Introducing Literary Characters: A student podcast project

We’ve been working hard on character traits with our independent reading, pushing into different ways to view the characters in the novels they have chosen to read. One activity is have students introduce a character to an audience. In this case, the audience is the world, as we used our iPods and Cinch to podcast their piece of writing about a character. I gave them a basic framework and an example of my own, and then they worked on the writing and then recorded their introductions.

Here is a sample mix of some of the student voices:


Our podcasts can be found over at our classroom home at Cinch.

Visit the Norris student at Cinch

Peace (in the sharing),


Book Review: Diary of a Wimpy Kid – Cabin Fever

Diary Wimpy Kid Cabin Fever

On the day I handed my 11 year old son the release of the newest Diary of a Wimpy Kid series — Cabin Fever — he was done within an hour and had passed it to his older brother, who was done with the book within 45 minutes.  My youngest son took it up and told me he was “just reading the comics.” Well, I asked the older boys? Is it any good?

“There’s no story. Or at least, not until the end,” one boy complained.

“It had some funny bits. But I already forget what it was about,” the other added.

And so it goes. The excitement over the recent installment of a popular series inevitably leads to the eventual let-down of reality. Or it may be that my older boys have “aged out” of the mis-adventures of Greg Heffley.

I have long enjoyed Jeff Kinney’s work with the Wimpy Kid series (although I thought the movie was just dumb) and certainly, his success flooded the market with so many knock-offs that book shelves in book stores (the ones that still exist) are weighed down with text/illustration humor novels aimed at elementary and middle school readers. I have even used part of the “blank” book he put out a few years ago with various writing and drawing prompts for his readers. There’s some fun activities in there.

This latest edition to the series is, as my boys note, sort of a bit too much fluff and not enough story to hold the thing together. My students who ordered the book early and then devoured it … had similar reviews. And they were disappointed, particularly given the build-up within Scholastic (order now! wait five weeks!).

Which is not to say there are not funny moments in this book. Kinney’s too good to be a complete let-down. Topics such as playground safety in schools (Result? removing all playground structures), anti-bullying workshops (Greg feels sorry for the bully), gaming (the use of Net Kritterz is pretty funny satire at the state of gaming and commerce), nut-free cafeteria zones (leads to crowded tables for everyone else), nutrition in schools and the inclusion of graphic novels in the library.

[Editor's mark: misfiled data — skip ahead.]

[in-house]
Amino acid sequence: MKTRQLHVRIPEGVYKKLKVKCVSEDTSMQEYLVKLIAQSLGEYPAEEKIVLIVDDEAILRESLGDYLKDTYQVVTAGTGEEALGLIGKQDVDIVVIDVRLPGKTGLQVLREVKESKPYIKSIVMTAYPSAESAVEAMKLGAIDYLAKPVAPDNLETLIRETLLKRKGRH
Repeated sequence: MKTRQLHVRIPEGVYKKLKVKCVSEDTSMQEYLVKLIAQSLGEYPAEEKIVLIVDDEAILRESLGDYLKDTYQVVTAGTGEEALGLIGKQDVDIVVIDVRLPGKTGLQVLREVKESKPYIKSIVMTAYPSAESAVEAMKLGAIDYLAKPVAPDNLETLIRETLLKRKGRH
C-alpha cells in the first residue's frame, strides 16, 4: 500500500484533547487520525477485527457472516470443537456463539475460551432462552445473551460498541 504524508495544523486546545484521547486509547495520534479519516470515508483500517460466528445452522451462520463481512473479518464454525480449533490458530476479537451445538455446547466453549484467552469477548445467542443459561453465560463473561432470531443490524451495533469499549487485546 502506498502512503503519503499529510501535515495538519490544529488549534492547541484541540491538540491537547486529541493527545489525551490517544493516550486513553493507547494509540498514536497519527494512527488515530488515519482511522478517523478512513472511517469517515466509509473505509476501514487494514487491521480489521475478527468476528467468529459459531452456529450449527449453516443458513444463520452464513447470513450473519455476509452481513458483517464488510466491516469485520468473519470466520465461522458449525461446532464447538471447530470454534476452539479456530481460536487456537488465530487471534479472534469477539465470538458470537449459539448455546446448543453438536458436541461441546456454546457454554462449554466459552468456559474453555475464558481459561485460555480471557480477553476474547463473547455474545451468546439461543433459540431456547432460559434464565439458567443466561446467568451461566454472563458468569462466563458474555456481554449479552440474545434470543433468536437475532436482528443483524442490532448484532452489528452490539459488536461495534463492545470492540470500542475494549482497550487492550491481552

But I wonder if Kinney needs another outlet for his humor and whether the Wimpy Kid has run its course. I am certain that Kinney will find his footing, though, and I remain a fan of his as a writer and humorous dude.

Peace (with the Kid),

PS — by the way, did you see this great parody of President Obama and the Wimpy KId series in the Boston Globe? Check it out. It had me laughing so hard …. in a painful political way.


Podcasting Activity: Introducing … Literary Characters

As we are on the middle of a six week independent reading unit, one topic of discussion is character analysis and character traits. Yesterday, I had my students writing an “introduction” to a character from the book they are reading. On Monday, we will be using our Ipod Touch devices and the Cinch app to record a podcast version of their writing. It’s a nice way to share out what they are reading and keep pushing them to go beyond just writing summaries of what they are reading. (We do everything but summaries for this unit).



I am reading and writing along with them, and the other day, I finished Out of the Dust by Karen Hesse. Man, what a book! I know I am late to the game with this novel, which has rightly received a slew of accolades over the years. I loved its use of poetry, and setting, and first person narrative. And the connection to music as a sort of lifeline to the world, and the inner music inside of all of us … wow. There is just so much that is good with this book, even if it is sad and emotional. I guess that’s what makes it so great — its heart is not fake.

Anyway, here is my podcast of my writing, in which I introduced the narrator — Billy Jo — to my class.


Peace (in the book),
PS — here are some of the podcasts from last year


Book Review: The Chronicles of Harris Burdick